Onetime Canadian Rancher Heidi Redl Wrote a Book About MS to Give Others Hope

Onetime Canadian Rancher Heidi Redl Wrote a Book About MS to Give Others Hope

Heidi Redl was in the physically demanding job of ranching when a doctor told her in 2004 that she had multiple sclerosis.

Reluctant to give up her physical capabilities without a fight, the horseback rider and runner from Williams Lake, Canada, searched for unconventional as well as conventional MS treatments.

In her book “A Quiet Roar – Living with Multiple Sclerosis,” she writes about the changes MS brought to her life and her experience with a treatment called Liberation therapy. Those changes include going from a horse to a wheelchair.

Multiple Sclerosis News Today talked with Redl about the experiences she shared in her book, published by Caitlin Press, and her hope that it can benefit others with MS.

“I was diagnosed by a neurologist in 2004, although I had symptoms of something wrong for many years before that,” she said. “Being diagnosed with MS changed the focus of my world, or my life, from a physical one to an emotional or mental one. I used to run long distances, I was a horseback rider and a rancher, a mother. In other words, I was always physically busy and moving. After the diagnosis I had to turn to mental pursuits: writing and painting as my body slowly gave out.”

Heidi Redl, author of “A Quiet Roar – Living with MS.” Photo by Caitlin Press.

Redl did one-kilometer runs as part of a family relay team, and trained for competitions by running five kilometers. When she was younger, she was a sprinter.

After learning she had MS, her first reaction was to do what she could to prevent the disease from progressing. She continued exercising — going on long walks — and adopted a more healthy lifestyle, eliminating junk food.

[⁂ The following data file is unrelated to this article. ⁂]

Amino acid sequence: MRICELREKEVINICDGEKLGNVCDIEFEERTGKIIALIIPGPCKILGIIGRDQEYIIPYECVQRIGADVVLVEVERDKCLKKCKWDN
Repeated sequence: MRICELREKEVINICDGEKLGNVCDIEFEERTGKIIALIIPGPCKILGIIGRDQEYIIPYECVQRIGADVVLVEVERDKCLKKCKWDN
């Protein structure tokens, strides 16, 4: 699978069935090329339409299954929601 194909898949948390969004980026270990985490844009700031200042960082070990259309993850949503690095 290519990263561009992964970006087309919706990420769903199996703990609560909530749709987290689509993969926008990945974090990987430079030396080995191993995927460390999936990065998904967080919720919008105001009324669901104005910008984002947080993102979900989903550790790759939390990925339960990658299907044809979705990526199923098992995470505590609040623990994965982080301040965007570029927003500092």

When Liberation therapy became a household name among MS patients, after promising results reported in 2009, Redl decided to try it.

“Liberation therapy offered hope to me and people like me with MS,” she said. “Prior to Liberation therapy there was nothing offered to MS sufferers that gave us any hope. I had to try, for myself and my family, in case it really was ‘the Cure.’ I researched Liberation Therapy as much as I could online. I talked to other people who had the procedure done, and I talked to my family, who supported my decision to undergo the procedure wholeheartedly.”

Liberation therapy is an angioplasty procedure to widen narrow blood vessels. It involves using a guide wire to insert a balloon into a vessel, then pumping up the balloon to widen it.

Some doctors believe it can benefit MS patients by widening their neck veins, improving blood circulation between the brain and heart and eliminating toxic iron accumulation.

Recent studies have found no evidence that Liberation therapy can improve MS symptoms. In fact, many Canadian doctors refuse to perform the surgery, calling it too dangerous.

Although the treatment did not help Redl, she wanted to share her experience with other MS patients. That’s when she started writing “A Quiet Roar.”

“Although Liberation Therapy turned out not to be ‘the Cure,’  it has had some lasting psychological benefits,” she said. “Never, Never, Never Give Up is my motto, and I want people to know that there is always hope. The Cure is out there somewhere, and we’ll see it in our lifetimes. Specifically, I wrote the book for my children because I don’t want them to ever be afraid if they are ever stricken with a disease like MS. There’s always hope.”

After her diagnosis, painting become one of Redl’s passions. “I love painting mountains — and lakes,” she said. “I started painting a few years ago to give me the feeling I could still do something useful when I found myself in a wheelchair.”

When asked whether patients who are considering Liberation therapy could benefit from reading her book, Redl replied: “I wouldn’t advocate Liberation therapy as a cure for MS, although it does seem to have had small, lasting benefits.”

She believes MS patients can benefit from her book in another way, however — “by realizing that their lives still have a purpose, and they are still useful, and they should never feel like this disease has made them worthless.”

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